The Netherlands

Okay, so with all the comparing that I’ve been doing, the time has come to say something about my own country as well.

Yesterday, I’ve been talking about the Japanese school system. In Japan, it’s impossible to fail or repeat a year. You just can’t fail. Period. I’ve spoken to people who’ve been teaching English, and all agree that the level of education is pretty low here. One teacher said that of all his students, one fourth (1/4) shouldn’t have passed, but that he couldn’t fail them. (It wouldn’t be fair to the students for his course to be ten times as difficult as other courses, you can only raise the bar a little.)

This system – you can’t fail a class – is used both in primary and secondary school, as well as in higher education and in universities. In Japan, there are no separate levels in secondary school (VBO, MBO, HAVO, VWO). This means that the teaching level should be adapted to all scholars, which explains why the quality of education has degraded. I think that this also implies that anyone can get into university, as long as they pass the entrance exams. Apparently it is very hard to pass the entrance exam, though, but after that the no-fail-system apparently resumes.

In university, I see no good reason to allow everyone to pass. It can and will degrade the quality of education (it already has in Japan, I believe) and it can really demotivate the intelligent students.

But when you look at secondary school, I think the Dutch system has a clear disadvantage as well: The segregation between levels of education do not take into account that people can’t be so easily divided into groups: If you are tested to be at some level, you are expected to be at that level for all topics. But I don’t think it’s that straightforward. Some people are good at math and bad at languages, for some it’s the other way around. (In practice, it’s more accepted to be in the second group.)

Fact is, some people are better at some subjects than others. In the Netherlands, students have to choose from four ‘profiles’ and these profiles have mandatory subjects. Now, don’t get me wrong: I do feel that everyone should have some basics in math, language, history, etc. But right now, if you are very bad at one of these subjects, you have the option of a) suffering b) going to a lower level because of it, even if you are intelligent enough to do all other courses at this level. Furthermore, if you fail your year twice, you’re expelled. I disagree with this kind of punishment.

Although I don’t think that we want the ‘eternal scholar’ (like the ‘eternal student’), I feel there should be a better way to deal with scholars who aren’t characterized by the four main profiles that we have, for example by allowing them to take a lighter program if they’ve already passed the state exam for some other topics with a high grade. I’m not in favor of giving away diplomas, but I’ve heard some stories of people being expelled while most of their other grades were actually (very) good. I just don’t think that’s fair.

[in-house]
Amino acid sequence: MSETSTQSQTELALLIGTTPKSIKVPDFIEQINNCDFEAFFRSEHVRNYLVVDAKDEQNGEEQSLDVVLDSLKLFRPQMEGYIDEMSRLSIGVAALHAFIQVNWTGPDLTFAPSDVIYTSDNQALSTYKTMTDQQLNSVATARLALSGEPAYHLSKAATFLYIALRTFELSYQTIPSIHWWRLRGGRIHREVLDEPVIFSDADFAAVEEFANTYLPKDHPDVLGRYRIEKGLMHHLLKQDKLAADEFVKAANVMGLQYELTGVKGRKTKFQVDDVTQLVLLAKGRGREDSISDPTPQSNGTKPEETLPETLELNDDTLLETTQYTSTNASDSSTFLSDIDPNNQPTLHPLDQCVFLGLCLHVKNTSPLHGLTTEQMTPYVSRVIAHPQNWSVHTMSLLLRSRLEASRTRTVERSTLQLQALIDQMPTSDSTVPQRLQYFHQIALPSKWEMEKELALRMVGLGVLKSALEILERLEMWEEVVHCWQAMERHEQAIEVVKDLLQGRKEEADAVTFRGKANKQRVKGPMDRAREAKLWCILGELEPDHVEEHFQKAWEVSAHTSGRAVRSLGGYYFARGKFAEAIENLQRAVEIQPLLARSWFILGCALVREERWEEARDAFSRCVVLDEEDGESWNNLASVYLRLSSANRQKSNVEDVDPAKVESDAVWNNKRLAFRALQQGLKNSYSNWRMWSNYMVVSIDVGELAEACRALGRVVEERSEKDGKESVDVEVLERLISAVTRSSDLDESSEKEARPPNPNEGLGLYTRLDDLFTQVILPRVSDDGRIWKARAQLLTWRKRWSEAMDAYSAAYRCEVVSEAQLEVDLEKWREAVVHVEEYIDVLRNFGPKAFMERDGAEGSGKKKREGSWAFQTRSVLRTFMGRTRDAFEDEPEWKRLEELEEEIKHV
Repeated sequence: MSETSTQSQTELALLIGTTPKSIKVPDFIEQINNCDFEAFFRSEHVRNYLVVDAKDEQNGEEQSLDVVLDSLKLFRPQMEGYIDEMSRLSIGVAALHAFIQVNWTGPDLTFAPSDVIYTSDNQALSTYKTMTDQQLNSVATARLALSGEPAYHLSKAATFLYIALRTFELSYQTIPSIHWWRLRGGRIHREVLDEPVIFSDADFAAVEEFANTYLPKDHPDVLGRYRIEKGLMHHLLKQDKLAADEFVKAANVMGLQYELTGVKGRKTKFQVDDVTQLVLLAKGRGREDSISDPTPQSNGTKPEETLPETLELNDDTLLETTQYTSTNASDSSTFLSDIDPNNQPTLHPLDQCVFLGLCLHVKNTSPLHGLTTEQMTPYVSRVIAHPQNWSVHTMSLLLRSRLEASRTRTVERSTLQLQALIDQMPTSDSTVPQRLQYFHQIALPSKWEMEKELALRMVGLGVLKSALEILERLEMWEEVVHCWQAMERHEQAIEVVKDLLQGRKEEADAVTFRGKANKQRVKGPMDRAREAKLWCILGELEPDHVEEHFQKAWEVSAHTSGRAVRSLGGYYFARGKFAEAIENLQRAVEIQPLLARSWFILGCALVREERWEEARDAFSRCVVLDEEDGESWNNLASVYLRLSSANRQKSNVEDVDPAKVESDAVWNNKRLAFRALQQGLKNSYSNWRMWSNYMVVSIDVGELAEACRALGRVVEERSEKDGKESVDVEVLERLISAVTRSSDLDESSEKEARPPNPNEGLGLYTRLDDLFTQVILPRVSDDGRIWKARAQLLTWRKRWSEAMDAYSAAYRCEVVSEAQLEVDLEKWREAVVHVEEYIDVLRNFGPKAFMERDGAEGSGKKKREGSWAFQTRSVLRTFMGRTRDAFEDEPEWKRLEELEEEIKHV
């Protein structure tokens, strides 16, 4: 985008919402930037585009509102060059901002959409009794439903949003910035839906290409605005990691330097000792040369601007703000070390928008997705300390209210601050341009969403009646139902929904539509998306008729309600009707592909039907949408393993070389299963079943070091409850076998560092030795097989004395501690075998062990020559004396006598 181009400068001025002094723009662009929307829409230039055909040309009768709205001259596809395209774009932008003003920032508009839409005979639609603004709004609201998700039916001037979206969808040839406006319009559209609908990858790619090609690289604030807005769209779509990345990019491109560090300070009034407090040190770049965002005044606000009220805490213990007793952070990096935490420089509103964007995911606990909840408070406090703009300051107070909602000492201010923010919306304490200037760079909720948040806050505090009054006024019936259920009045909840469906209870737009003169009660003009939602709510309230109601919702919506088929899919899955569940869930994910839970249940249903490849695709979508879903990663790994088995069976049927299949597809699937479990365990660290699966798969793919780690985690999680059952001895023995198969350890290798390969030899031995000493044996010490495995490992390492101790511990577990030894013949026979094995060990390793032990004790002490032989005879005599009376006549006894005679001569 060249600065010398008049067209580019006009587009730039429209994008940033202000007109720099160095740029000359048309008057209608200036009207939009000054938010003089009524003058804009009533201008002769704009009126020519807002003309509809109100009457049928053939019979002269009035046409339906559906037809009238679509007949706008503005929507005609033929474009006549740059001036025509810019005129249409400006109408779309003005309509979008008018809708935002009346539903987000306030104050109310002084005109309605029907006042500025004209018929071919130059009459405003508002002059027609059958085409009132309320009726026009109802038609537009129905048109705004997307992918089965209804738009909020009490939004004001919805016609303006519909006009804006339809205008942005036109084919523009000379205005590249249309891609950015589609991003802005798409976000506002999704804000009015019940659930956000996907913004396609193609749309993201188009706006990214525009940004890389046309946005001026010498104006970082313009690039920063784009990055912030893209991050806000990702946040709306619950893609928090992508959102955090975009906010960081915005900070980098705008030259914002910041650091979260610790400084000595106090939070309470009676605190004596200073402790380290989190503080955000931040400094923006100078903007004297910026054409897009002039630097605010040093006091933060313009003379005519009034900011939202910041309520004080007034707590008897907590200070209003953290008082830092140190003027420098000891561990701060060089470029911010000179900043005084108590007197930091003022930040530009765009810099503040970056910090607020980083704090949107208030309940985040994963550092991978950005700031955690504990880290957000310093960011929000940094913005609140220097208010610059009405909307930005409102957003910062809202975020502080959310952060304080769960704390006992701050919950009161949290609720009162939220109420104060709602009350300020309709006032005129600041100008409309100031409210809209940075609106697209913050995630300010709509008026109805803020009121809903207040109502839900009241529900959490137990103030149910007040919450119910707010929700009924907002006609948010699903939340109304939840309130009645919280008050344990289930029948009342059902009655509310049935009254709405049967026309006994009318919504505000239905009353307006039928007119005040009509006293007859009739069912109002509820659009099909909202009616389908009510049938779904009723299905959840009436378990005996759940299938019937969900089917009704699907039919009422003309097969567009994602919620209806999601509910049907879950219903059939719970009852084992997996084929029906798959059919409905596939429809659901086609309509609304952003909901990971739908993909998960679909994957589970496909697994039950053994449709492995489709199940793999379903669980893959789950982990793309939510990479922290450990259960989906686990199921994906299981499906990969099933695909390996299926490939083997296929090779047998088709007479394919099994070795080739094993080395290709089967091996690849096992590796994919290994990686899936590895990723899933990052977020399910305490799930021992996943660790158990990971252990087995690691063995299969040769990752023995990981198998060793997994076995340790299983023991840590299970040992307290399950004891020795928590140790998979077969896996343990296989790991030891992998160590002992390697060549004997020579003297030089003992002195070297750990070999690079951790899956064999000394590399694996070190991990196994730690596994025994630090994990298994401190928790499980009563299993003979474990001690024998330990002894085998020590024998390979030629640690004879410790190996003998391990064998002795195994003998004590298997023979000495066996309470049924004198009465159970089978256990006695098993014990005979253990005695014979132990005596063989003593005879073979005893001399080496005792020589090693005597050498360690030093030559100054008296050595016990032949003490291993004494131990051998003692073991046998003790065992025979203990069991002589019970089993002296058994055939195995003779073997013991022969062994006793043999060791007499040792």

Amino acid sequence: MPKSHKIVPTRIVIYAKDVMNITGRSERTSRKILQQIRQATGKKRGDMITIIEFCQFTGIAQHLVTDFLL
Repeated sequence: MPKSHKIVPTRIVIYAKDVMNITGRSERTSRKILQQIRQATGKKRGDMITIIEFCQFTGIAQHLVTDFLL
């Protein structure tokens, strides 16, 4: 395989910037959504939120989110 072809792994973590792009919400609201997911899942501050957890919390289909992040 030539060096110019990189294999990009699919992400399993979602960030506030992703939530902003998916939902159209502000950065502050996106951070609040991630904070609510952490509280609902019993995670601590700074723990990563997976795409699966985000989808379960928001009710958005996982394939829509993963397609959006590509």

If you don’t have a secondary school diploma and you have your mind set on a high school or university, there are 21+ entrance exams that you can take, but I don’t think that’s an easy path to take.

In short, although we have good quality of education, we’re no saints either. If a scholar fails his year twice, you can’t put all the blame on the scholar and kick him out of secondary school. There should be some dialogue to see what went wrong.

Not surprisingly, I’ve also been trying to explain to people how The Netherlands works. (I’ve also spent some time trying to explain that neither Holland nor The Netherlands are the correct names for our country. It should be Netherland, but I’ve stopped trying, everyone uses Holland or Oranda here, I’ll be glad if I can get them to say The Netherlands instead.)

But it’s not easy to explain how a country or its people works, and that is why I realize that everything I say about Japan is crude generalization: Everything you say about a country is generalizing, I guess. Anyway, I’ve tried, for example, to explain to Japanese people that Japan is reasonably safe, compared to Nederland. That’s no easy task! If you tell people that in Nederland your wallet can get stolen, they will inevitably interpret this as ‘your wallet will get stolen’.

Also, I’ve tried to explain what a foreigner in Nederland would encounter, but firstly I can’t really predict since I’m a Dutchie myself and secondly… well, results may vary. In Japan, the responses to foreigners are pretty much the same everywhere: Asians from other countries are generally ignored (I just learned that today), white foreigners are approached with curiosity and black foreigners are avoided for fear of theft. Thenagain, in Kyoto people are much more used to foreigners and they will make more of an effort to be friendly to all three groups, so here the responses may differ as well…

Also, I’ve tried to explain that our culture is much more individual and, much like Japanese culture, has both its good sides and its bad sides. In Japan, there seems to be less choice in how you behave. In Nederland, you have a choice, which also means that there will be people who abuse that choice. A well-known example is the confusion between ‘freedom of speech’ and ‘freedom to insult’.

With this freedom of choice, comes the problem of having to choose. In Nederland, it’s not always clear how to approach people and you have to figure out how everyone wants to be treated. I will sometimes switch back and forth between formal and casual talk, because often people will not confirm which they prefer and that’s just bloody confusing! If it was up to me, I would get rid of the formal ‘u’ in Dutch, just as the English no longer use ‘thou’. Then, the problem is reduced and it’s simply a matter of avoiding sentences that require you to use the other person’s name. 😛